Federal Taxes And Regulations Help Push Stocks Down
March 21, 2001
The principal cause of the falling stock market is excessively tight monetary policy, says Bruce Bartlett; but many laws, regulations and other government policies are also pushing the market down.
For instance, mutual fund investors and employees who exercised stock options last year now owe substantial taxes on shares and options that fell in value.
- When fund managers buy and sell stocks, they often realize taxable capital gains for fund shareholders, even when they have not sold any of their fund shares.
- Fund managers may have realized considerable gains on stocks bought in previous years, and the only way to avoid a tax liability is by selling one's mutual shares at a loss to offset the gains.
- Similarly, employees who exercised incentive stock options early last year created large paper gains; though many options are worth only a fraction of their value a year ago, workers must pay taxes on those paper gains.
Some must sell even more shares to raise cash to pay the IRS. Taxes can also inhibit people from selling, since investors must hold an asset for at least 12 months to get the long-term capital gains rate of 20 percent.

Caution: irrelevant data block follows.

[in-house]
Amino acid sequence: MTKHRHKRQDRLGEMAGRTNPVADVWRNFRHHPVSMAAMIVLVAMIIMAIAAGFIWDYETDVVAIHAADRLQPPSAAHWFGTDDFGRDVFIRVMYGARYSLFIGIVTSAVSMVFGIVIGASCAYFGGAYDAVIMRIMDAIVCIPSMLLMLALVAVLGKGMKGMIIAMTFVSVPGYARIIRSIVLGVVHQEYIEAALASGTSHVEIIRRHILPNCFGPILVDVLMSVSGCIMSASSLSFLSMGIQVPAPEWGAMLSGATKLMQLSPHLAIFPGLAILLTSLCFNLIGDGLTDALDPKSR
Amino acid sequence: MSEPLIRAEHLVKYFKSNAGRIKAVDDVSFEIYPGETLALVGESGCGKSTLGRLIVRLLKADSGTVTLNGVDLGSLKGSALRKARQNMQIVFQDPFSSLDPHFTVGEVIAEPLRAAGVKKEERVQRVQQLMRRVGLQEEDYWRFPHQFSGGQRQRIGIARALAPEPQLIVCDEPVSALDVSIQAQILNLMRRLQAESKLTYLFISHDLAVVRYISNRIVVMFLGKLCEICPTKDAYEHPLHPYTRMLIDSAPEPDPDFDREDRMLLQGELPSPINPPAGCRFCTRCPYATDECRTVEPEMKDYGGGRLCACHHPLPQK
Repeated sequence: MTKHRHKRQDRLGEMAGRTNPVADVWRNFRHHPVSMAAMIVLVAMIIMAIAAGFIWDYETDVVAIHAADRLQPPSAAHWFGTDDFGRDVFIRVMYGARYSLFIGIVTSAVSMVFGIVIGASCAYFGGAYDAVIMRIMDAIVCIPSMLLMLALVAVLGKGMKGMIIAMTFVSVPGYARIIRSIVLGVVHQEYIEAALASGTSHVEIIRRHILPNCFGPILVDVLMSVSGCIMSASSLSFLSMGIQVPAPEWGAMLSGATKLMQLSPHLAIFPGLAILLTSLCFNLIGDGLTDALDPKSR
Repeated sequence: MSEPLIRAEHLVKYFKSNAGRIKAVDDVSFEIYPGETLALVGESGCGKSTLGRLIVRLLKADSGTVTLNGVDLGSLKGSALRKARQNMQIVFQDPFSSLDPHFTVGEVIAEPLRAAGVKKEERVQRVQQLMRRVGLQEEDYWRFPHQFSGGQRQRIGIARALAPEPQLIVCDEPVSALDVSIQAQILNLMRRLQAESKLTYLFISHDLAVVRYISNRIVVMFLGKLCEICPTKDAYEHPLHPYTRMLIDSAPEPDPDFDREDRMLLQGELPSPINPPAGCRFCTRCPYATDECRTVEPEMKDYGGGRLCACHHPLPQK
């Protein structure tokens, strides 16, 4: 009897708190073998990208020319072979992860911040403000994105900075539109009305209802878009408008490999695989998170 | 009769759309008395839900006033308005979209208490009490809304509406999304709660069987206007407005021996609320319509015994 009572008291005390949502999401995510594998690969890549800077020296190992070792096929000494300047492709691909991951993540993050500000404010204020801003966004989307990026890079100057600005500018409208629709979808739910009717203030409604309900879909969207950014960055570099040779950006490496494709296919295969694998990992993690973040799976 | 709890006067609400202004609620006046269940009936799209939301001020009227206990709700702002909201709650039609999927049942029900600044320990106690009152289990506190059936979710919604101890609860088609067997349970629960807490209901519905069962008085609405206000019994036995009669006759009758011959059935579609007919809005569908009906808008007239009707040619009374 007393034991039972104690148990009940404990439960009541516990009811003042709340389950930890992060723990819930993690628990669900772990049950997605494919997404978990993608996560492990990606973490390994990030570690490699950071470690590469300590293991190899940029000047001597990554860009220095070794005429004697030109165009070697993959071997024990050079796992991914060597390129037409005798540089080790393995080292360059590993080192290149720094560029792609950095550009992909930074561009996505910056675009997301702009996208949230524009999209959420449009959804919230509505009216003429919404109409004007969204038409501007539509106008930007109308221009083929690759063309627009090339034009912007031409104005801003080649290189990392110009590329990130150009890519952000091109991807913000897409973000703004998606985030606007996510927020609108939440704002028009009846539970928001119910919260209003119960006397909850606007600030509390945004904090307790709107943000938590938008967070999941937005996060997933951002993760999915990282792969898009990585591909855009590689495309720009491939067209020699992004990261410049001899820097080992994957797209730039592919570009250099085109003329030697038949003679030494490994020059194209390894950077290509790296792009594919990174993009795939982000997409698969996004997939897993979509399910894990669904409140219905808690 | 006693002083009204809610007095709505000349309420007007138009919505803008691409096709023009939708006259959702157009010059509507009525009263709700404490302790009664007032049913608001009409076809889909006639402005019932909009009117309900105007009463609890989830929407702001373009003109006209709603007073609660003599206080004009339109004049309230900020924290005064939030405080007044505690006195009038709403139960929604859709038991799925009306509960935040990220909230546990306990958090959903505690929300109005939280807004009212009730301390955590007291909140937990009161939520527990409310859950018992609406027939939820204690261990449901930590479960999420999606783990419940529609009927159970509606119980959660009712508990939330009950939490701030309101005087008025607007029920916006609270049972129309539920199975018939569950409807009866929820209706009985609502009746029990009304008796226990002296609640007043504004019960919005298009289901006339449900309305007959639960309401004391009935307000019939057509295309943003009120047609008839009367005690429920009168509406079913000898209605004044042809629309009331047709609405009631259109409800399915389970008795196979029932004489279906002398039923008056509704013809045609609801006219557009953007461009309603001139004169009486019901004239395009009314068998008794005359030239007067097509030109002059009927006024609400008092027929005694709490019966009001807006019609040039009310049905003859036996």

Government regulations are also a factor. A new IRS rule, the Final Withholding Regulations, require foreign financial institutions to provide extensive information about foreign investors in the U.S. Richard Rahn, former chief economist for the U.S. Chamber of Commerce, says these regulations "have caused a massive withdrawal of foreign investment into the U.S. over the last few months, further depressing our stock markets."
George W. Bush should appoint a task force to look into these and other ways government policy might be improved to remove unnecessary burdens on a struggling stock market.
Source: Bruce Bartlett, senior fellow, National Center for Policy Analysis, March 20, 2001.
Browse more articles on Economic Issues